We actually did run out of money, and that was a couple months later in May 2015. We were at about 8,000 a month in revenue, 9,000 a month in revenue, and ran out of money.

Nathan: I decided that I needed a framework to make this decision, because I needed to actually make a decision. I was tired of … For the last year and a half I’ve been like, yeah maybe this will work or maybe not. I hadn’t made a decision as to whether or not I was going to make it work. Really put the effort into it. As you said, the time, money and attention basically.

The little framework that I came up with was to ask two simple questions. One, do I still want this as much today as the day that I started. A lot can change in your life in two years or more, and just because you wanted something a couple years ago doesn’t mean you still want it now. If you don’t still want it, that just makes the decision easy. Especially, anyone probably getting into building software, they have talent hopefully. Either on the development side or on the marketing side or products in some way. There’s lots of good things you can do with your time. If you don’t still want this, move on to something else.

For me, I was like yeah. I have these books of courses, that’s all going just fine. I can go down that road, but I still wanted to run a software company and I wanted that new challenge. I really wanted to take it to the next level, so the answer to that question was yes, I want it just as much as the day I started. I moved on to question two which was, have I given ConvertKit every possible chance to succeed? If the answer to that is yes, then it’s not the right product, it’s not the right market, you’re not the right person to do it. You’ve given it your all, it didn’t work, and it’s time to call it, move on. When I look back over my last couple years, I went … No. I can’t honestly say that yeah, I’ve given this my all and it didn’t work. There’s a lot of weeks where I’ve given it 20% of the possible effort.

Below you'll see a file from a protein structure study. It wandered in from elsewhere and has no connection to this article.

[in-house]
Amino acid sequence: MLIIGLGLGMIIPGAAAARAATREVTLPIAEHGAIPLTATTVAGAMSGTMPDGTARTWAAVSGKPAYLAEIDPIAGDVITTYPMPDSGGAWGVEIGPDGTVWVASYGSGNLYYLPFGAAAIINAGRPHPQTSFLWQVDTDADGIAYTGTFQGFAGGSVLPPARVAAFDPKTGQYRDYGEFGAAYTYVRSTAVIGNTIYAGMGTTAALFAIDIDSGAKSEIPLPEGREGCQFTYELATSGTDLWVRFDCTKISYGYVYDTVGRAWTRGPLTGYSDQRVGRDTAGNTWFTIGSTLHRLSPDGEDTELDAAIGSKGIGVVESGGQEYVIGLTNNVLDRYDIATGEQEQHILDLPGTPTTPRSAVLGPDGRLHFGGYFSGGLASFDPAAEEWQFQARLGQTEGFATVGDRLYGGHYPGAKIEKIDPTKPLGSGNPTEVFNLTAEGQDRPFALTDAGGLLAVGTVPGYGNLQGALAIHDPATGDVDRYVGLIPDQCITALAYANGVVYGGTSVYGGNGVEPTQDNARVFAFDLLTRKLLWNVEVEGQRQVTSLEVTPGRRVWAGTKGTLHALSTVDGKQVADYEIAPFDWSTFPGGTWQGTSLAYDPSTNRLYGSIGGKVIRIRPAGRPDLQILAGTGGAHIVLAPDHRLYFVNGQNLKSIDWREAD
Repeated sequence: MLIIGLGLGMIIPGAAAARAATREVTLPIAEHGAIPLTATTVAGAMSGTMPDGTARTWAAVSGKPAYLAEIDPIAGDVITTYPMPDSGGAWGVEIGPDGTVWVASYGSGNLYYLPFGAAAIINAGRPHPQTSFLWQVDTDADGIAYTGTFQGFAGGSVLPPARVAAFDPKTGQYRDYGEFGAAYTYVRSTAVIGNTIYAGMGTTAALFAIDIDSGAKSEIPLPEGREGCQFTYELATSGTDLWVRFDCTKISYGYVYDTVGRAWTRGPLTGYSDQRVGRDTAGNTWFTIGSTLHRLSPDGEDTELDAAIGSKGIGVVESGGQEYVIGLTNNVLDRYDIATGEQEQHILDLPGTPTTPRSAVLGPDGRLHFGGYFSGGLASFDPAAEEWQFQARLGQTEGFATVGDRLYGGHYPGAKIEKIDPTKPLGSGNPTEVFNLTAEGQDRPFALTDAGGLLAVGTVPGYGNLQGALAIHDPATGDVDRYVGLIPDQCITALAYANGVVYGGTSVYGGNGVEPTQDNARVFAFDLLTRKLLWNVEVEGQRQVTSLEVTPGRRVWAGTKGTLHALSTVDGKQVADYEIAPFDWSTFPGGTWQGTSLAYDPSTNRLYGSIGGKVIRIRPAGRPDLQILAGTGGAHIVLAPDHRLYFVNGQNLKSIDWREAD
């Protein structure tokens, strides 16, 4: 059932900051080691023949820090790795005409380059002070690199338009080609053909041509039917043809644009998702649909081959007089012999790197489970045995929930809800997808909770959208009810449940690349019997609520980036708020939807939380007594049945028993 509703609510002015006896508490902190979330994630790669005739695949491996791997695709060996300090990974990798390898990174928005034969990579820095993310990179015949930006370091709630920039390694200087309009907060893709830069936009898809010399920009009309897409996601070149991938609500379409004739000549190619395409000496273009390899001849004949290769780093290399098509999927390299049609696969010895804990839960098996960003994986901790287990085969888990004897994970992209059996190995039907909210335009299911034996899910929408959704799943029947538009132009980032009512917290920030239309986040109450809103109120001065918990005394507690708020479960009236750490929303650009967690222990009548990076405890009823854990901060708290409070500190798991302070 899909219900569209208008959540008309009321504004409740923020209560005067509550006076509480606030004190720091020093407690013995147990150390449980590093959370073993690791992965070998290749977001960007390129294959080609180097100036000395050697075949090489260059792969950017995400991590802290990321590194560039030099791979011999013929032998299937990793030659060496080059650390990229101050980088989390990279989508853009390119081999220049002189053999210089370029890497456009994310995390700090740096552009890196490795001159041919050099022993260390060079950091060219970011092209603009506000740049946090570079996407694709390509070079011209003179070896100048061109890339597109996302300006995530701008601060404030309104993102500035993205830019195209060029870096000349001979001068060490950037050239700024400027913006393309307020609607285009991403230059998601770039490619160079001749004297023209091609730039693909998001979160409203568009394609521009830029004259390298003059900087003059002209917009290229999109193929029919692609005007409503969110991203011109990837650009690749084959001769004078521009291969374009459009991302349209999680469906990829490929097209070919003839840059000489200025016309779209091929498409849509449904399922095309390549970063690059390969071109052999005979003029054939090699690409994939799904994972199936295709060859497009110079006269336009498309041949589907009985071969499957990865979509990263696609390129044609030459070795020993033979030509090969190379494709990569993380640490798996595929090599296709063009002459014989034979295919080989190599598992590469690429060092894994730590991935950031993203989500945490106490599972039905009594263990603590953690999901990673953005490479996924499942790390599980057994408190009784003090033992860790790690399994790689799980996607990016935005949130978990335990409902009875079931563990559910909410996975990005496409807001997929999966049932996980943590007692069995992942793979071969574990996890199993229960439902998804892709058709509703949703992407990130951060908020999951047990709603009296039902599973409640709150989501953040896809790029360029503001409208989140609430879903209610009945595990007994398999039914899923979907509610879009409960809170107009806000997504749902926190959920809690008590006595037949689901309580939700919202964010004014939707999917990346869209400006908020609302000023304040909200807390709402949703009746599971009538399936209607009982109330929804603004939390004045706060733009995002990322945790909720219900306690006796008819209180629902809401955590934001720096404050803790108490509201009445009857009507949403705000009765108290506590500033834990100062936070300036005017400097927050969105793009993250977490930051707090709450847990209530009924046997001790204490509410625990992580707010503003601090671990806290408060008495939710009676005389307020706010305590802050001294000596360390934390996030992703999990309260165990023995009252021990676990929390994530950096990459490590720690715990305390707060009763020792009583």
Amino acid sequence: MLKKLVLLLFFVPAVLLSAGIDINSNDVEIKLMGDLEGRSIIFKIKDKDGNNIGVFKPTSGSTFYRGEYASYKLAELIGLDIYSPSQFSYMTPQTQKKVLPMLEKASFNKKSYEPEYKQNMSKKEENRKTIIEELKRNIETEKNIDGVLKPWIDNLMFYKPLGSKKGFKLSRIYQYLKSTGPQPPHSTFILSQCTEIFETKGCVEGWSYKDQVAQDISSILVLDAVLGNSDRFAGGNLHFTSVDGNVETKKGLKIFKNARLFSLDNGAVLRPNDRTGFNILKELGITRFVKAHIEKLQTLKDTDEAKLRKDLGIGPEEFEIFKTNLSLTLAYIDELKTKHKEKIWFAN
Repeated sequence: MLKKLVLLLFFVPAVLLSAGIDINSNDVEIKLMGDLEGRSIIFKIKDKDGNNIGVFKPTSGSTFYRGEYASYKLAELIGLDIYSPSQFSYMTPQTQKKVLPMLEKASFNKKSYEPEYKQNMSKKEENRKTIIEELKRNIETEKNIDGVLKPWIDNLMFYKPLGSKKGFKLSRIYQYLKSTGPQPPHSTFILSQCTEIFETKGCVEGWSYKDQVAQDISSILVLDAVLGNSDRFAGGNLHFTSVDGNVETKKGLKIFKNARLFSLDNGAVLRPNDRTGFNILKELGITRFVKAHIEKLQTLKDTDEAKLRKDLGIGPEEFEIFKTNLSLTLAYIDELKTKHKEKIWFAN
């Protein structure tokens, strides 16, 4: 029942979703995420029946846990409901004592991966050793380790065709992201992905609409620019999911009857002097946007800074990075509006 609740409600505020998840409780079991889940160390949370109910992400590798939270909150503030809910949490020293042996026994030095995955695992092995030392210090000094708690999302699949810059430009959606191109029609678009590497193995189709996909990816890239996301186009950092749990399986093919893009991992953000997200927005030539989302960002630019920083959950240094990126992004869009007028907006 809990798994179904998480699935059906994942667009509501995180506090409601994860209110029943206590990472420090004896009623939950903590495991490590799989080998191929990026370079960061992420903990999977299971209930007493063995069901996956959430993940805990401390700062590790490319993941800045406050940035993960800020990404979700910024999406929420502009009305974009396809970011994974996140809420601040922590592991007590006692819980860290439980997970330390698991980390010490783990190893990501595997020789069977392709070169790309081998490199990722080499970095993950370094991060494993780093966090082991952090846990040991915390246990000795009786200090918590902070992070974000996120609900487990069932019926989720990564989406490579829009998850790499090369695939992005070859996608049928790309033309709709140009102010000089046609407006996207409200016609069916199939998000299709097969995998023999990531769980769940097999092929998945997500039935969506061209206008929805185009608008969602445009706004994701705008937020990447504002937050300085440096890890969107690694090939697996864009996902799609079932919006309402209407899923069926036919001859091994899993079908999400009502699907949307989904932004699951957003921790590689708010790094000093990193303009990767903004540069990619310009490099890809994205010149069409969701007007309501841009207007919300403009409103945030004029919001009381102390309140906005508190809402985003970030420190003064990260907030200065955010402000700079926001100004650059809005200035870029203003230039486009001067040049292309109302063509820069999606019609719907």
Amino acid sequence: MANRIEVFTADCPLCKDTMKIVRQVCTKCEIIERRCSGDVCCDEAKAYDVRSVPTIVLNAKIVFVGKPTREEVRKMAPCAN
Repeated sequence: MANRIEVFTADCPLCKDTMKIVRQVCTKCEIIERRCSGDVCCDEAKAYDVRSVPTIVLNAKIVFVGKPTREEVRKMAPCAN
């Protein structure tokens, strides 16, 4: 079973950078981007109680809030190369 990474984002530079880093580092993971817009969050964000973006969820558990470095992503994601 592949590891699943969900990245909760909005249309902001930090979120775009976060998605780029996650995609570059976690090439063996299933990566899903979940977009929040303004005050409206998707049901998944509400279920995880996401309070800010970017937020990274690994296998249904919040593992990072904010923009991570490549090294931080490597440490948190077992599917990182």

Now there’s a big disconnect between how much I say I want something, and then my actions. Looking at that, I was like … I saw that disconnect, and there’s still opportunity there. That’s when I decided okay, it’s time to double down. What doubling down looked like for me, was I took all of our savings, which we still had more money invested in a wealth [fund 00:17:23] account for stocks and that kind of thing. All of our savings, which was 50,000 dollars, and put that into the company. Then I’d been hiring contractors just to work on things part time, and so there wasn’t … Since I’m not a developer, I can write a bunch of front end code and I can do design, but since I’m not a developer, there wasn’t that dedicated product focus and someone really working hard to carry it through who really owned that whole process.

I hired one of my favorite developers I’ve ever worked with over the years at different software companies. A guy named David Wheeler to come on as our founding engineer. Then I started selling. I’d always tried to find scalable ways to grow, so content marketing or partnerships or all these other things. This time I just said, I’m going to sell. I made lists of … We also picked the niche of, at the time it was email marketing for authors, and then we later pivoted it a little bit to be email marketing for professional bloggers, but by going after a niche, I was able to make lists of potential customers and then just email them and say, hey can I get on a Skype call and demo this for you? Just be relentless about selling.